(2007) Alastair Reynolds, Gollancz, £17.99, hrdbk, 410pp, ISBN 0-575-0-7716-4
The planet Yellowstone is at the hub of human civilisation and home to the wonder that is Chasm City. But orbiting high above are the thousand habitats of the 'Glitter Band', each governed (or not) according to the wishes of their inhabitants. The only common rule is that all citizens have democratic voting rights, and the police force that guards those rights is Panoply. Tom Dreyfus is a senior Field Prefect in Panoply and it's his job to investigate the murder of one of the habitats and the thousand souls aboard. At first it seems an open and shut case - the only weapon capable of destroying the habitat must be one of the Conjoiner drives from a ship in the swarm of Ultra interstellar trading vessels nearby. It seems as if a deal over some artwork has gone drastically wrong, with lethal consequences. But when Deputy Field Prefect Ng is installing a software upgrade to four of the habitats, to close a loophole in voting proceedures, the habitats in question start to go offline and their dormant manufacturies go to work... Meanwhile a shadowy figure called Aurora has subverted a Senior Prefect, Gaffney, even though he does not know what she is. Furthermore, Panoply's Head Prefect, Jane Aumonier still has a device attached to her neck from an incident with a serial-killing artificial intelligence, the Clockmaker, from eleven years before. This device allows no one to approach her within a certain distance, nor does it allow her to sleep; and Dreyfus has a gap in his memory from the time of the incident. When Dreyfus attempts to unravel the motivation behind the killing of the habitat, he has no idea of how the investigation will lead him into his own past, and will stretch back all the way to the time of the Eighty and the 79 deaths that occured when they were uploaded to AI status.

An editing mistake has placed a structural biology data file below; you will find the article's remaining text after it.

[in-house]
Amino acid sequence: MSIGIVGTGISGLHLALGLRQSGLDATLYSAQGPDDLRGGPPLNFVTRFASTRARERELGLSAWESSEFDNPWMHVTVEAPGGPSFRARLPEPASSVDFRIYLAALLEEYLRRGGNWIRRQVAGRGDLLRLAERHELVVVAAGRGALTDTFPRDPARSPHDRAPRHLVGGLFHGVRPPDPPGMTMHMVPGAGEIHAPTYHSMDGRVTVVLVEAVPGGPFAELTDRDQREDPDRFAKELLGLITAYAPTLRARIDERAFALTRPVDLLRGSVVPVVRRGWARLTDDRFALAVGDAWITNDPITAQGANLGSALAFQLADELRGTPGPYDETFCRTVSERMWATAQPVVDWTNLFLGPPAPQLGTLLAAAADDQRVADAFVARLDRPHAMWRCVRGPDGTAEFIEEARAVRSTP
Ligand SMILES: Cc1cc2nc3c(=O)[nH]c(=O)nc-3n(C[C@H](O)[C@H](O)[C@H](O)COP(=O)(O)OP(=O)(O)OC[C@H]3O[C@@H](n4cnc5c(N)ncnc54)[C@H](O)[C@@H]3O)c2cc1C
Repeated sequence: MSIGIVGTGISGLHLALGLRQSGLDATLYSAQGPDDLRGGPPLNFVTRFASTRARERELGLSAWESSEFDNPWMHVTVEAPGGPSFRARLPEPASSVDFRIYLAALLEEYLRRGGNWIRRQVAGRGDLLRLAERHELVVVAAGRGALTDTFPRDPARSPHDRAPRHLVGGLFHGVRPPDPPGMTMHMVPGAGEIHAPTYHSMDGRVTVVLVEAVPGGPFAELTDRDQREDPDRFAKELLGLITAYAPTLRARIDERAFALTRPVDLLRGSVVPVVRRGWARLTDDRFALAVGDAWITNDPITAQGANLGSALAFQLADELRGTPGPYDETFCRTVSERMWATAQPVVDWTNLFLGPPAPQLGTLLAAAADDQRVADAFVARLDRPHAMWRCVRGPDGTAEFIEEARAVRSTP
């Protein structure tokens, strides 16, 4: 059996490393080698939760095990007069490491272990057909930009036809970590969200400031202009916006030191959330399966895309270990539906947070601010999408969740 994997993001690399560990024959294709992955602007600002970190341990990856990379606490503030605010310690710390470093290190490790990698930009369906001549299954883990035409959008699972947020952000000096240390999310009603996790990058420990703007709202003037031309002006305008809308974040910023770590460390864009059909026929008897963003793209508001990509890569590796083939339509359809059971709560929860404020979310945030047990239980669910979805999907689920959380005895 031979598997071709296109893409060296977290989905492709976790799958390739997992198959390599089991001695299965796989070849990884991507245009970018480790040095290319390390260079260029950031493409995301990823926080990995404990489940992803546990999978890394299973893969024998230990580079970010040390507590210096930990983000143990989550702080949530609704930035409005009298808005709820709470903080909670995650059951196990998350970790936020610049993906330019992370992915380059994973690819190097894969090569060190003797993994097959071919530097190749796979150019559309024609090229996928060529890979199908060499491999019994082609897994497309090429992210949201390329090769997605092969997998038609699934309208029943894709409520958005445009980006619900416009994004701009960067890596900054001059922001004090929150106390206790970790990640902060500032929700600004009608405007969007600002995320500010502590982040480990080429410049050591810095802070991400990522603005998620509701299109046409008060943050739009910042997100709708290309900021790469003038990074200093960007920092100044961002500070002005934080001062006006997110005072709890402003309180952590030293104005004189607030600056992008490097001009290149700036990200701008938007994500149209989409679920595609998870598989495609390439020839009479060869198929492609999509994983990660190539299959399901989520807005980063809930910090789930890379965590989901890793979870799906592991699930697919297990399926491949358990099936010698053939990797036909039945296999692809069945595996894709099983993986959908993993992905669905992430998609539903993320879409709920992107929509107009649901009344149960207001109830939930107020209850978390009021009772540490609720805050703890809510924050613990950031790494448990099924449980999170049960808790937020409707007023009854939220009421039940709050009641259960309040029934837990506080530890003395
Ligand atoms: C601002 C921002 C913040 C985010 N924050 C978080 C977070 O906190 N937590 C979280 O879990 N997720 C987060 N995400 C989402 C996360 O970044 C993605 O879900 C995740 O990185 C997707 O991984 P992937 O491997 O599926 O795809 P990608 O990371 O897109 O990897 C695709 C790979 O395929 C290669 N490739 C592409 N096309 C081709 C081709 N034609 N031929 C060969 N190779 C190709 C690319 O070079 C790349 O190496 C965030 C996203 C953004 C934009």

The Prefect touches on nearly all aspects of Reynolds' densely-packed, almost infinitely rich universe (only the Pattern Jugglers fail to put in an appearance) and is a lovely addition to his 'future history'. Like Niven's Known Space and Baxter's XeeLee Sequence, there is layer upon layer of detail, and yet the story stands alone without causing any confusion to the over all space-time story-arc. The pace never lets up but, at the same time, does not appear hurried or rushed. The characters are all engaging, whether heroes or villains, and Reynolds does not dodge the bullet of having his heroes forced to make tough choices to do bad things for good reasons, and his villains to justify their own actions as being for the greater good, even if they, too, must do monstrous things. While certainly complex, Reynolds' story never loses its way or knowingly confuses its readers - though the central mysteries are kept as tantalisingly obscure as possible until the final revelation(s). Reynolds has been rightly praised by genre and mainstream critics alike, and I am more than happy to add my own plaudits to the chorus. If you have not encountered Reynolds before, then this book, as a standalone entry to his universe, is as good a place as any to start reading. If you have read him before, then I doubt you need my recommendation to pick this volume up. Let's all hope there is plenty more to come.
See also Jonathan's take on The Prefect.
Reviews of other Alastair Reynold novels elsewhere on this site include: Century Rain, Chasm City, Diamond Dogs, Turquoise Days, Galactic North, Pushing Ice (hardback), Pushing Ice (paperback), Redemption Ark and Revelation Space.
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